Although there is some debate on whether or not startup accelerators really turn out the success stories they promise, new accelerators are popping up all over, and startup entrepreneurs are clamoring to get into one.
So, just how hard is it to get accepted by an accelerator? Is the application process onerous? Is it even worth the effort?
To find out, I talked to a few startup entrepreneurs about their accelerator experiences.
Kyle Judah and his partner Jason Woodward started their online venture, RecoVend, in August 2011 after seeing how inefficient, offline and noncollaborative the buying process was at colleges and universities. They created a streamlined platform for collaborative purchases for products and services for post-secondary schools.
As first-time entrepreneurs, the RecoVend founders knew they would need lots of mentoring to avoid the pitfalls in the early stages of a startup. “Applying to a startup accelerator helped us gain access to incredible mentors – entrepreneurs, investors, community members – who had all been there and done that before us, and helped us realize what we need to do to build and grow a successful company,” Judah says.
Judah and Woodward applied to the Betaspring startup accelerator in Providence, R.I., after meeting the accelerator’s partners while participating in a startup pitch contest held at Babson College. “The application was fairly straightforward, just a Web application where you answer some questions about the founders, the company, the idea and your progress to date,” Judah explains. “They asked us to include some short videos talking about [ourselves] and the product. Once we applied, we were asked to come to the Betaspring Experience Day event, where we got to hear talks from some incredible Betaspring mentors.”
At the event, the founders had their first interview with a Betaspring partner and discussed the changes they were making to their product. They were asked back for a second, more in-depth interview with the other partners. Then came a final round of interviews where “they spent an hour doing a really deep dive into our product, vision and progress,” Judah says. “We were informed of our selection for the spring class the day before Christmas – the perfect gift!”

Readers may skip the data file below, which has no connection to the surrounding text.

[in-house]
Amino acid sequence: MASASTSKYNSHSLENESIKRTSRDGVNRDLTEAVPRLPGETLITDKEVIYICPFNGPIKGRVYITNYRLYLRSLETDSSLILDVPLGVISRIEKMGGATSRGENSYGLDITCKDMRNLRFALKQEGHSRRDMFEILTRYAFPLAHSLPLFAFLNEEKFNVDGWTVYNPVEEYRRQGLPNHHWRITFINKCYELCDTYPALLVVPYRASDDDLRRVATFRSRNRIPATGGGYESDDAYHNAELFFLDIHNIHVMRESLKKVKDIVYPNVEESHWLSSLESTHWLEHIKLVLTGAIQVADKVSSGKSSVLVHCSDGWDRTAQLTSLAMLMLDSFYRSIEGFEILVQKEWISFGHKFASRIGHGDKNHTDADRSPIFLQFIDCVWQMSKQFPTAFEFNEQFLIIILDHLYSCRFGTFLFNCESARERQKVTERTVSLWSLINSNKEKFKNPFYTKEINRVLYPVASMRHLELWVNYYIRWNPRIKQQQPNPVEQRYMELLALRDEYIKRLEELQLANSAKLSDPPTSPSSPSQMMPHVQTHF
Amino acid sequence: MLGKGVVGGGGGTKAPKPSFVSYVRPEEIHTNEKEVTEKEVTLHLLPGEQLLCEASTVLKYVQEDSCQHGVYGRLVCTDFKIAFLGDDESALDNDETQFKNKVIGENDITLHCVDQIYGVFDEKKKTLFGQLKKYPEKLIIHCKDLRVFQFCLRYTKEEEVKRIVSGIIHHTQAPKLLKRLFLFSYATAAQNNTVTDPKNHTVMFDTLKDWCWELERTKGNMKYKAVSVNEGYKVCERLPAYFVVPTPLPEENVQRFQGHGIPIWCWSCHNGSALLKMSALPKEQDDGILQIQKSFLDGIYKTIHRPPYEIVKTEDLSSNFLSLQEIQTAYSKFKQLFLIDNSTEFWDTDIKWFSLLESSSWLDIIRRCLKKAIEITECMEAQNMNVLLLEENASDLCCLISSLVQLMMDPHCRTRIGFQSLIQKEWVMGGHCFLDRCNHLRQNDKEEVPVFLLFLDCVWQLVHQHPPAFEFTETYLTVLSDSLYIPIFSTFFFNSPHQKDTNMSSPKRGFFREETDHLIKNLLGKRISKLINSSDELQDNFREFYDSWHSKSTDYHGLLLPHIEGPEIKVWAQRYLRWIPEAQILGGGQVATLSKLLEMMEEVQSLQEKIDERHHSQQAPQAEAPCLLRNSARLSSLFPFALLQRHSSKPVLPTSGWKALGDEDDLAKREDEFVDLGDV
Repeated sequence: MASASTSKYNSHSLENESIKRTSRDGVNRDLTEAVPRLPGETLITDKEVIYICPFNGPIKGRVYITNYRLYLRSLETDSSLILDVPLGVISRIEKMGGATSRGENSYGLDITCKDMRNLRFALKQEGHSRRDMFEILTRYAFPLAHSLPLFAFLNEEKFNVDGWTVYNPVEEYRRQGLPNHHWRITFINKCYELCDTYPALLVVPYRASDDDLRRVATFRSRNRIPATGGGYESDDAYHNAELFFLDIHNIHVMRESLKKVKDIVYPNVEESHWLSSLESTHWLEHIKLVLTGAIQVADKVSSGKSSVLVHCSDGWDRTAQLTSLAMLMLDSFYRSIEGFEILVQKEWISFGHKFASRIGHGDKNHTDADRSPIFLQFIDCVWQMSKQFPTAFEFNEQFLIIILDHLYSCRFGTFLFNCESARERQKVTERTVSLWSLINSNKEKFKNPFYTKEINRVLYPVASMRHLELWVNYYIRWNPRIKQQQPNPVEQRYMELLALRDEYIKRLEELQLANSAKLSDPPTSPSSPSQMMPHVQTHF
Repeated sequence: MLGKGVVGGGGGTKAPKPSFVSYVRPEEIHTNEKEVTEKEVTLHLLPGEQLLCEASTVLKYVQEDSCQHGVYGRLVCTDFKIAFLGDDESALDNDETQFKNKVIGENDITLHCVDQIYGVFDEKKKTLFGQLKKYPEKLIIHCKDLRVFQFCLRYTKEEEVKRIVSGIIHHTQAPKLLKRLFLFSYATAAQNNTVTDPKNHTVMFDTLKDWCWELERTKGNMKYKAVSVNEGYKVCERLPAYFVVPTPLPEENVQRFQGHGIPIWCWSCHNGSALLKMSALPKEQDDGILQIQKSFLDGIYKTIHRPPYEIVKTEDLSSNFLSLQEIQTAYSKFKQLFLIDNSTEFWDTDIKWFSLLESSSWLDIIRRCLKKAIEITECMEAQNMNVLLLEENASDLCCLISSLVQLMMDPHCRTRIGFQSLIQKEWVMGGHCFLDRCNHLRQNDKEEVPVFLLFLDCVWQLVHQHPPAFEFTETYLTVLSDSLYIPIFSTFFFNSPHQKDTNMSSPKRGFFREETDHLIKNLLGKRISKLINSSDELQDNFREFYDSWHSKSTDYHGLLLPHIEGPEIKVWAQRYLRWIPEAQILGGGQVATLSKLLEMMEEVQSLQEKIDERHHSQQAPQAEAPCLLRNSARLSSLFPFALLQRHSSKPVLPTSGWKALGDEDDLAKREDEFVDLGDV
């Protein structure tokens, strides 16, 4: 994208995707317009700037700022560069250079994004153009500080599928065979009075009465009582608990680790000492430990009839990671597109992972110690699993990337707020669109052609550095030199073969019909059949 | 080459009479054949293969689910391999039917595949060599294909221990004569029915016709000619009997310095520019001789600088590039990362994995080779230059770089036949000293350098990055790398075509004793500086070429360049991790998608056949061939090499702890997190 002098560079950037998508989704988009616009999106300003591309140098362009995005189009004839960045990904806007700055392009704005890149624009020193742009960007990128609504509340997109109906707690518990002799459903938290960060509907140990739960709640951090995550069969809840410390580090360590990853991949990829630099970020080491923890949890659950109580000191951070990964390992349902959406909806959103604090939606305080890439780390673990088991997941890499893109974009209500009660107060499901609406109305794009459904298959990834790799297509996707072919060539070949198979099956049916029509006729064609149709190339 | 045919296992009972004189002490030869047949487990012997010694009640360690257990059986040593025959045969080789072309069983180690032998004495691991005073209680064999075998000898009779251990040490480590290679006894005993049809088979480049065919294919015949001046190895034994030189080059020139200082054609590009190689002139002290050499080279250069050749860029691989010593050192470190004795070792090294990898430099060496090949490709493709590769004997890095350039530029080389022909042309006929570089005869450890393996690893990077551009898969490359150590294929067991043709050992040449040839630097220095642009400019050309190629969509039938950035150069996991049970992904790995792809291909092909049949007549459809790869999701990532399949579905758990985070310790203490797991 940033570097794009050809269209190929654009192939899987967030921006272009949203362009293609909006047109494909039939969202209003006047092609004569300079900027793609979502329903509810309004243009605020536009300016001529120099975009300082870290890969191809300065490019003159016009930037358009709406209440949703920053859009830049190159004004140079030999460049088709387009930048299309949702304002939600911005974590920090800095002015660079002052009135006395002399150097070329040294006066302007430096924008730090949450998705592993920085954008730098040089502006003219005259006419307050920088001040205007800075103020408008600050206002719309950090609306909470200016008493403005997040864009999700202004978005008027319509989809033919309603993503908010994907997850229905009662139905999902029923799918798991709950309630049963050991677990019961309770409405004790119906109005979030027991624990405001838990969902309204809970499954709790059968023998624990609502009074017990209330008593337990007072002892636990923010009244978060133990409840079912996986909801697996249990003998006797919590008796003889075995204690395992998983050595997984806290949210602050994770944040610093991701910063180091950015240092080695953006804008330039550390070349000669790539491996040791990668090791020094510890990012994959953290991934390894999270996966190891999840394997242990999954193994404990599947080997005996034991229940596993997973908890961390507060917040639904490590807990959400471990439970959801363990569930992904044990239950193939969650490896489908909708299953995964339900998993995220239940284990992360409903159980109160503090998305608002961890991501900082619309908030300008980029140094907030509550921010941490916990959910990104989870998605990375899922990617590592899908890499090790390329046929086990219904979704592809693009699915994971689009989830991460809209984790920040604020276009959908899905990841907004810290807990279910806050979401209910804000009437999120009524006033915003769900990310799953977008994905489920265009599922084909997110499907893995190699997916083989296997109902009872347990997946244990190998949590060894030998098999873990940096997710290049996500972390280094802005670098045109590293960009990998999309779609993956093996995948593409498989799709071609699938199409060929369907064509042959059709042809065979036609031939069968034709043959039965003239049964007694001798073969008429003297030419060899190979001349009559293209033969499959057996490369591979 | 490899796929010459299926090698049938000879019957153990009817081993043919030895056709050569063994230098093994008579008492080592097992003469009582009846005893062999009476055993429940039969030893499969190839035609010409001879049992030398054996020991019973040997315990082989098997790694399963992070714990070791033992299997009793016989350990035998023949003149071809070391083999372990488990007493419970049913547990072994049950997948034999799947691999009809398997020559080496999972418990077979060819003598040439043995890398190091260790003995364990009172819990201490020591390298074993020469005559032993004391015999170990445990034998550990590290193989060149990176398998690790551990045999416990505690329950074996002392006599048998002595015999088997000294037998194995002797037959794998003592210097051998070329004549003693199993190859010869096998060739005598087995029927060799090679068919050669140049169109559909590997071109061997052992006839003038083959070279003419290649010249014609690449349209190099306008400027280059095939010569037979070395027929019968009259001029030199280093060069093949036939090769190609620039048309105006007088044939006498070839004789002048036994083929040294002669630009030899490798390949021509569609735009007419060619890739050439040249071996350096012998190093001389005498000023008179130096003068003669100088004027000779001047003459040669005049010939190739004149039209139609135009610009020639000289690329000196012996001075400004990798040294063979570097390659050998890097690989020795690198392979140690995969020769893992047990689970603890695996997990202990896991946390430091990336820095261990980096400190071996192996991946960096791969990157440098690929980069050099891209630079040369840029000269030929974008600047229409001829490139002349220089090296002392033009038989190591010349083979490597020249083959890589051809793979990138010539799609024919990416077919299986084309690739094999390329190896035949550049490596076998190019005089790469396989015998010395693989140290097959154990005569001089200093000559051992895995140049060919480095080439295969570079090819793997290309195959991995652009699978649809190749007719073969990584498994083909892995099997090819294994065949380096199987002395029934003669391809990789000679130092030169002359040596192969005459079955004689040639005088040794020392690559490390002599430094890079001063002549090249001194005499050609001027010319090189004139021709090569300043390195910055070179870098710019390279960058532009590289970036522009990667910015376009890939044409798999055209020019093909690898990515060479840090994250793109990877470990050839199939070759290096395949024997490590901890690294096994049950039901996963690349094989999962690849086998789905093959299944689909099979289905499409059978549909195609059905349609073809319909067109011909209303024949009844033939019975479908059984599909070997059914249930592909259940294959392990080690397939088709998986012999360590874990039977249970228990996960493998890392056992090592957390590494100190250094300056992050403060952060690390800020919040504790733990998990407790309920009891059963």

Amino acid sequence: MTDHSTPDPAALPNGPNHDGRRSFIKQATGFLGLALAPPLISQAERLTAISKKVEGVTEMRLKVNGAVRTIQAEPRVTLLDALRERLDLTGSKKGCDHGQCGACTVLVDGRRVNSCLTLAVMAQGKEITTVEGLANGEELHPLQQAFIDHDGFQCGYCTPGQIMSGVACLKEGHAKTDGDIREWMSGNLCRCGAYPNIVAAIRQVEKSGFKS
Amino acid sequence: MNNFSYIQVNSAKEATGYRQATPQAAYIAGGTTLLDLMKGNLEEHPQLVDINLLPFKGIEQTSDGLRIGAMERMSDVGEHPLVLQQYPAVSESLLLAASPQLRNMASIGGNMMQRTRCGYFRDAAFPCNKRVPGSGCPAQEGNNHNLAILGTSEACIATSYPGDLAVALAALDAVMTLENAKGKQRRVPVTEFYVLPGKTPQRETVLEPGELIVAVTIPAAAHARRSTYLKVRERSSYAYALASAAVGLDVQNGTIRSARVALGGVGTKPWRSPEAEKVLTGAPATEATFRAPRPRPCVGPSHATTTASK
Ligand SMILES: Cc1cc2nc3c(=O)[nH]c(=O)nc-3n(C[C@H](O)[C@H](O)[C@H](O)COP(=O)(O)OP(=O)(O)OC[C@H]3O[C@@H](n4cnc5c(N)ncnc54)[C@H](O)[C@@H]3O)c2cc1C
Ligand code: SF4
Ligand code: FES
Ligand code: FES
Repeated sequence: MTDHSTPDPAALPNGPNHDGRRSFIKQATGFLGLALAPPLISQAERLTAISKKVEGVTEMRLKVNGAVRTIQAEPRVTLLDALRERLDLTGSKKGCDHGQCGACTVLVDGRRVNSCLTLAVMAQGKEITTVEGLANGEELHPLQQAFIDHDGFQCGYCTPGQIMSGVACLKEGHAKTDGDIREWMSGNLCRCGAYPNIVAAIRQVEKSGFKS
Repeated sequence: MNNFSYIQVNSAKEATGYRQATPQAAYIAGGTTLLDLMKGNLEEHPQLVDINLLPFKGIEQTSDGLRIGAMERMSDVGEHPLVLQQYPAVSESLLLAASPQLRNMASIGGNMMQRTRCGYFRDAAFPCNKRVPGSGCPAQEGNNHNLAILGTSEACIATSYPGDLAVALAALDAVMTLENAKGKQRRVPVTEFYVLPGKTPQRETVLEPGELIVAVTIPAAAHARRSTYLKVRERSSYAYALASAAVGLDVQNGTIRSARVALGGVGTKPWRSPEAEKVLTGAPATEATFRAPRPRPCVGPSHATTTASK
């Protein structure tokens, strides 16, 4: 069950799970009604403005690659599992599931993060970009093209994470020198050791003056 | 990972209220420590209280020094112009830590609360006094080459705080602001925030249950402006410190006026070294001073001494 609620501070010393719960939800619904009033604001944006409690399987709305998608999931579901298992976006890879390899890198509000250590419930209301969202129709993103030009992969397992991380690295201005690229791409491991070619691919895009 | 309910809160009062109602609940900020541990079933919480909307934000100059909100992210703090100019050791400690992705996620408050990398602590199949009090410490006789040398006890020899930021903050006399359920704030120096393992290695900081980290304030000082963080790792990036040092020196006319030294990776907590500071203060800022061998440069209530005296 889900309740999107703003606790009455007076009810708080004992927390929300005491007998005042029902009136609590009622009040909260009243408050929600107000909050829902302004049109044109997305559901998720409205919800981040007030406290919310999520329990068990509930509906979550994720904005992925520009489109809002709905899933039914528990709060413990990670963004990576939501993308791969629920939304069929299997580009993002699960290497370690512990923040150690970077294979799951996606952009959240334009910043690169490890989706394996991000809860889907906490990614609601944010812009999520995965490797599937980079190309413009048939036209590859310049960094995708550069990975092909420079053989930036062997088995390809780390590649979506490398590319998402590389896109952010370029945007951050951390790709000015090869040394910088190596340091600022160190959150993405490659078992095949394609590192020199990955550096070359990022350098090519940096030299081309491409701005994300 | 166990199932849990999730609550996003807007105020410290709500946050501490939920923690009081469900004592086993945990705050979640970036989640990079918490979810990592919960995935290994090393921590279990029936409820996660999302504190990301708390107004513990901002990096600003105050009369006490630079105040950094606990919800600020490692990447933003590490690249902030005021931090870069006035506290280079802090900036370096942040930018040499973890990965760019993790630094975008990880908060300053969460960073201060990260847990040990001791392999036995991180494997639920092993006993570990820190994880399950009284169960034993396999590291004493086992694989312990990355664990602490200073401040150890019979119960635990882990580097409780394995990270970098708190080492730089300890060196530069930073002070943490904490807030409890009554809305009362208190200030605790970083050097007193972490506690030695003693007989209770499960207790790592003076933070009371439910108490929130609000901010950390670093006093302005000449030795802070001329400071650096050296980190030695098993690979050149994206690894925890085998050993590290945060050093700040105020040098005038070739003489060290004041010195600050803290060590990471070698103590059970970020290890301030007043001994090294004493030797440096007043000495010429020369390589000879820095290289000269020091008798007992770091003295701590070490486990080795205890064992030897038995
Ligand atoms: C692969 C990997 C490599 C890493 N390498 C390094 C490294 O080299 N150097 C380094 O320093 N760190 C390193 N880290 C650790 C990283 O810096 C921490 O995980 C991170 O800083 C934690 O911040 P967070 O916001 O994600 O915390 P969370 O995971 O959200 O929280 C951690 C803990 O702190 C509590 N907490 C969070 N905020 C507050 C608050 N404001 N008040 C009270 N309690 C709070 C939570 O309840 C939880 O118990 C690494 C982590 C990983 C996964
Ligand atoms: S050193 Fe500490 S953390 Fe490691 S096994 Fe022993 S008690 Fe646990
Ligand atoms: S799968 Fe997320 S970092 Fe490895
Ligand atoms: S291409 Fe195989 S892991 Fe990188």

Impressing the Judges
If you live near St. Louis, Mo., you might take a look at Arch Grants, a startup accelerator that hopes to create a vibrant startup culture in the city, and also offers startup funding in the form of grants. Through a business plan competition, Arch Grants selects promising startups to receive $50,000. Many startup entrepreneurs are curious about what the judges at these competitions look for.
Brad Pittenger, the CEO of IT solutions provider XIOLINK, reviewed more than a dozen business plans as a recent Arch Grants judge. He says he focused his review primarily on the management team (Did the team members have experience that made them appropriate for the venture?); the concept (Does it make sense? Is it innovative?); and the presentation of ideas (Were they organized? Succinct? Did they understand the marketplace?). Of the 420 applicants from 11 different countries, 15 winners were chosen and awarded $50,000 each.
i/o Venturesin San Francisco is an early-stage startup program that focuses heavily on mentorship and works closely with startup entrepreneurs from product launch to the next stage of company development. Participants get a chance to work alongside high-profile entrepreneurs and investors in Silicon Valley. i/o has two classes per year and accepts five companies per class; applications for the fall sessions can be found at ventures.io/apply.
Relocating Can Be a Requirement
Once a startup is accepted, the first step is moving the team to the Bay Area. “We require our teams to be in or near San Francisco to take full advantage of all the program has to offer,” i/o’s Cory Mikell says. After an orientation, where the startups hear a very candid look at what it’s really like to run a startup from industry veterans, “the next three months will be a whirlwind of building the product, constantly iterating and weekly office hours,” Mikell says. “Mentors work one-on-one with all of the teams throughout the program, onsite and offsite.”
Is it worthwhile to join an accelerator? “Hands down, Betaspring was the best thing we could have done for our company,” RecoVend’s Judah says. “We have come so far, both personally and professionally, in such a short time, and the progress we made while in the program has put RecoVend on a totally different trajectory. We’re now working with over 10 colleges, including some of the most elite in the country. We’ve met our investors, advisors and mentors all through the Betaspring network.”
Judah says he believes one of the greatest benefits of an accelerator program is the sense of community you gain from being around intelligent, ambitious peers who are at the same stage of their business as you are.
That’s not to say it’s easy.
“It is a full-time commitment over three months – we were probably working 80 to 100 hours a week – so if you aren’t willing to do what it takes and make the investment of time and energy, then it isn’t an experience for you,” Judah cautions. “If you can commit to it, do it! You’ll see huge returns on your investment of time and energy.”